How to Survive Flying Through This Week’s Historic Storms and Other Weather Events

I went on television earlier today to talk weather and navigating flight delays and cancellations.

I’d sum up my advice as, expect the unexpected, be proactive, and be nice.

There are five basic things to do to travel well through flight delays and cancellations

Be the First to Know When Your Flight is Delayed, and Come Up With Your Own Options

Expect delays, even if you don’t live in an affected area. Planes coming from the Northeast will cause delays to stack in the rest of the country. If you can avoid travel the next few days, do. Airline weather policies usually don’t mention this, but if you have a flight that cancels you can get a full refund. Instead they’re telling you that you have to reschedule flights for the end of the week, when many aircraft will still be out of position.

Don’t just check the status of your flight online. Predict delays by seeing where your aircraft is coming from, and check the status of that flight. Some airline websites show this, but you can also look this up at You can see where your plane is coming from, and where it was before that. Aircraft do get switched, but this can give you a pretty good indication early.

Then you can prepare by knowing what alternate flight options are out there. What other flights does your airline have scheduled? What about other airlines? Which flights have availability, actual seats for sale? You can make mock bookings on the airline websites to test availability, or check Expertflyer.

When an Agent Isn’t Available, or Isn’t Helpful, “Hang Up Call Back” Even In Person

The four most important words in travel are hang up, call back. Indeed, when you’re tempted not to, hang up, call back anyway.

You can get help with your reservation in lots of different ways. If one service line is long, telephone hold times are long, or the first agent you deal with is stressed or unhelpful, move on to the next method.

Ask for help at the ticket counter, gate, customer service counter, on the phone, and if you have access in the airline’s lounge. (Most lounges sell day passes, which can be worthwhile for easier help and a place to sit through long delays.)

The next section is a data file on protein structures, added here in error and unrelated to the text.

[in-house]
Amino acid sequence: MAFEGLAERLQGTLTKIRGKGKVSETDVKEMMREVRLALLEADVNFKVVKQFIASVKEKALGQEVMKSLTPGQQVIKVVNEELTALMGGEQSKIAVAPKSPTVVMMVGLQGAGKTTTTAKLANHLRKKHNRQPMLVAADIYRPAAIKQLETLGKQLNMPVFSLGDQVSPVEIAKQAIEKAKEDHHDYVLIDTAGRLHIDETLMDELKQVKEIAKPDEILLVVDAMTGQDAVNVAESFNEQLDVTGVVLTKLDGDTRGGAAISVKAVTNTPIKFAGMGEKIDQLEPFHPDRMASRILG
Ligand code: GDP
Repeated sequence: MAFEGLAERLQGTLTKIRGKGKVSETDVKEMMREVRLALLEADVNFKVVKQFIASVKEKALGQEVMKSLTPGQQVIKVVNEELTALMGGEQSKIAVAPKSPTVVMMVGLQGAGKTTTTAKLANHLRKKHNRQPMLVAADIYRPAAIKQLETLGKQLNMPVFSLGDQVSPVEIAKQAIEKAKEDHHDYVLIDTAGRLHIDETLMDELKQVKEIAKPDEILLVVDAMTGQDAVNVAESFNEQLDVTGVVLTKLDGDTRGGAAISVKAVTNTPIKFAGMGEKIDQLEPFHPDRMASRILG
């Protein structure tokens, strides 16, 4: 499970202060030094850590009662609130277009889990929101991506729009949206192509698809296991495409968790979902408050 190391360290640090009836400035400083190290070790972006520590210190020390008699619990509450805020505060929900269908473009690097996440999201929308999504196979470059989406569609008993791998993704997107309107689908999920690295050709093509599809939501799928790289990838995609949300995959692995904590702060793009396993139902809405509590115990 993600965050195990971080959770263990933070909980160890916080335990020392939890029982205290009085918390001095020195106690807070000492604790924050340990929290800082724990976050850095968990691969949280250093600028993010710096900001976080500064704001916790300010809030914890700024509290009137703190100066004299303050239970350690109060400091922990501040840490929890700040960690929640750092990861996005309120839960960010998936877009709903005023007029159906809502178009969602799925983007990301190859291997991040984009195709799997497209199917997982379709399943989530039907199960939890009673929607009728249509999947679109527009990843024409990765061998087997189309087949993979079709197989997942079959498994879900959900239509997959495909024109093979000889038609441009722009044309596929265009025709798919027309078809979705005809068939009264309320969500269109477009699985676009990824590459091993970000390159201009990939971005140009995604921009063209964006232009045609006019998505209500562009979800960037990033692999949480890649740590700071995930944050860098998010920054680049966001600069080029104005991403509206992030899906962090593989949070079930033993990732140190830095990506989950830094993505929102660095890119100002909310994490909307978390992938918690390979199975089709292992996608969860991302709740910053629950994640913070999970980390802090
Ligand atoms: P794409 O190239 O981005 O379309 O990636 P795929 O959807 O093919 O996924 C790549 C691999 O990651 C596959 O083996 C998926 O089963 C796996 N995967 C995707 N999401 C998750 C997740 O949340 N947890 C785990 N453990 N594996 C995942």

Telephone hold times can be long. Everyone else is dealing with cancelled flights and flight delays, just like you are, and trying to reschedule future travel.

Instead of waiting on the phone, can trigger a phone call to you when it’s your turn to talk. If you can’t get through to your airline, try (using Skype, to save money on the call) your airline’s international call centers. I’ve had good luck with Delta in Hong Kong and Singapore, although note the time difference and that they aren’t 24 hours. We’re dealing with weather here, and things are clear in their part of the world.

Be the Person Agents Want to Help

Don’t argue. Be nice. Cancellations are stressful situations all around. If you smile, joke about how tough the day is, the agent — who is dealing with nothing but unhappy (and unpleasant) people – will be on your side and more likely to go extra lengths.

Don’t Check Luggage

If you don’t check luggage it’s easier to get re-accommodated. If you get stuck at a connection along the way, it’s better to have your bags with you than have to scrounge for clean underwear.

You and your bags can easily get separated in bad weather, so keep them with you.

Of course flights will be full, especially with cancellations, so that means not being the last to board. Having elite status here helps, or at least having your airline’s co-brand credit card. You don’t want to be the first to board, and sit on the plane longest. You just don’t want to be the last, so you don’t have to gate check your bags.

Do What You Have To, and Get Reimbursed Later

If you need an airport hotel night, get it. Don’t wait for the airline to give it to you, unless it’s convenient. I find the hotels airlines will give you are often not ones I really want to stay at anyway.